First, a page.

Tasked with tackling the 14 million or so poorly insulated homes in the UK, the Green Deal has been given a welcome boost, thanks to the Treasury announcing last week that it is to inject £200 million into the scheme.
It’s hoped the new funding incentive will encourage homeowners to take part in the energy efficiency programme, despite previous trials of similar free energy efficiency schemes having under performed.
In an increasingly volatile energy market, the Government is on a mission to deliver a secure energy system for the UK, and the Green Deal is the cornerstone of that drive. But there are concerns that the Government’s ambitious home insulation plan – which launches next October – may not be successful enough, in terms of persuading people to take part, and may therefore never reach its full potential.
Under the scheme, homeowners will be able to take out a “loan” up to £10,000 to install energy saving measures, such as cavity wall and loft insulation. The loans will be paid off over the course of 25 years through small increases in energy bills. Delivery will be key to its success and is set to incorporate time-limited offers to encourage people to take up the scheme. Anyone taking part in the scheme will receive a cash back of up to £150 cash back, as a means of encouraging participation.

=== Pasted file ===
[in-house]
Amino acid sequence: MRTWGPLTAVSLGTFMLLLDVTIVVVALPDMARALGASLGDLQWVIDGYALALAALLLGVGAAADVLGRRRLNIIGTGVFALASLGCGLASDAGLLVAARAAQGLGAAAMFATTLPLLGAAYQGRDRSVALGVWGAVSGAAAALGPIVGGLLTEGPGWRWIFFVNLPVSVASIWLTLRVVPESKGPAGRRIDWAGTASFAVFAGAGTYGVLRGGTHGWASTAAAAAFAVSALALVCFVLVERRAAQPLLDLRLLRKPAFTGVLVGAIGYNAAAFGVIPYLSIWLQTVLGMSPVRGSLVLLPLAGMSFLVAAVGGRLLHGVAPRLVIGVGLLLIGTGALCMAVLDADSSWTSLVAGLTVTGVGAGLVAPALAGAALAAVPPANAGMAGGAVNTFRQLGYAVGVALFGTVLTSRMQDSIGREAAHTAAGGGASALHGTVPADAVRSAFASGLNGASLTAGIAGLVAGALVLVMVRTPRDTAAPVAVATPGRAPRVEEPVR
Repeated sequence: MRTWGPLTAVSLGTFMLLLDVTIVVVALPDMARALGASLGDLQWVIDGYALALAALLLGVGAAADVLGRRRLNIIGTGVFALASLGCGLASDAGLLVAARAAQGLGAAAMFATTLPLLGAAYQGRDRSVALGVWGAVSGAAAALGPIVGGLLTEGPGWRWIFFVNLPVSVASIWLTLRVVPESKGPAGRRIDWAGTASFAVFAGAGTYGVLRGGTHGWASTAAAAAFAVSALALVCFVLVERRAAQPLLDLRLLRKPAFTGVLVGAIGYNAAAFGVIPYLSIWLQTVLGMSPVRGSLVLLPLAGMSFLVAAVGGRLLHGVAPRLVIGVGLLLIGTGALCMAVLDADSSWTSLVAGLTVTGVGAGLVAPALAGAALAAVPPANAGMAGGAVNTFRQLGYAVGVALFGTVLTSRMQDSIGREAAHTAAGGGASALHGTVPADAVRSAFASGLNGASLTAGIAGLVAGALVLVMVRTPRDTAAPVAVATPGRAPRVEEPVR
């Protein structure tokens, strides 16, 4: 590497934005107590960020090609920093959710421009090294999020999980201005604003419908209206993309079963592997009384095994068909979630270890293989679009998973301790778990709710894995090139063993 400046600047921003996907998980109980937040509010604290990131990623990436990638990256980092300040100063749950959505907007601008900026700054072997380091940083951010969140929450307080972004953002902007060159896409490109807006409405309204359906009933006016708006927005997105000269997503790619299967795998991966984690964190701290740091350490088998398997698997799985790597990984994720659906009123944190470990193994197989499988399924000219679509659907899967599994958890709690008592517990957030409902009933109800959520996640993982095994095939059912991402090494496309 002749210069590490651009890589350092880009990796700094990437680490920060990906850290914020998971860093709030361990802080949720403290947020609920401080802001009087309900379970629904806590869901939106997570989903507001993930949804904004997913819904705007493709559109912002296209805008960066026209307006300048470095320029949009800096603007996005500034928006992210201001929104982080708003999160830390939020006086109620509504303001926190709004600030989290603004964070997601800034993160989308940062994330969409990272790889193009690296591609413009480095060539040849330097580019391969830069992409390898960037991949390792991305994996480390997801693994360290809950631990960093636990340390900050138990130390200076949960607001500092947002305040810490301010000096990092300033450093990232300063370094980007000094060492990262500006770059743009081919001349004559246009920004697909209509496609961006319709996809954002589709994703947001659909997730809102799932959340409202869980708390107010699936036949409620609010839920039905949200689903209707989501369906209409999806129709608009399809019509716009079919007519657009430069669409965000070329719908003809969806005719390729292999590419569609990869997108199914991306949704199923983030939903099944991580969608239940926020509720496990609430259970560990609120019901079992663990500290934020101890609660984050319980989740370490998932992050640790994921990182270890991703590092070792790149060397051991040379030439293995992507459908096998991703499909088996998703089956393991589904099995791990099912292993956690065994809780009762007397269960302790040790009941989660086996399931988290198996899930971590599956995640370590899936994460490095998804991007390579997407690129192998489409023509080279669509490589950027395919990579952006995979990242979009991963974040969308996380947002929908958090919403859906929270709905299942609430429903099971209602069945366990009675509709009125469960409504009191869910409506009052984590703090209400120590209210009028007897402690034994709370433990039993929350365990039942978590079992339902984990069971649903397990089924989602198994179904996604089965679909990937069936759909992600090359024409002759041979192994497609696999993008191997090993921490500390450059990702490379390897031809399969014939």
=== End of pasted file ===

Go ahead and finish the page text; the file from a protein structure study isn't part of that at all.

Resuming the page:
Energy and climate change secretary, Chris Huhne, said: “We want the green deal to be a game changer for British consumers who’ve been buffeted by global energy prices,” said Chris Huhne, the energy and climate change secretary.
The Department of Energy and Climate Change (DECC) has estimated that households taking up the Government incentive should be saving money on their energy bills within two years. Come 2020 an average household should be paying £94 a year less for their energy bills, compared to households without the policies in place.
Through the Green Deal, the Government is aiming to save millions of people from fuel poverty and create around 65,000 new jobs.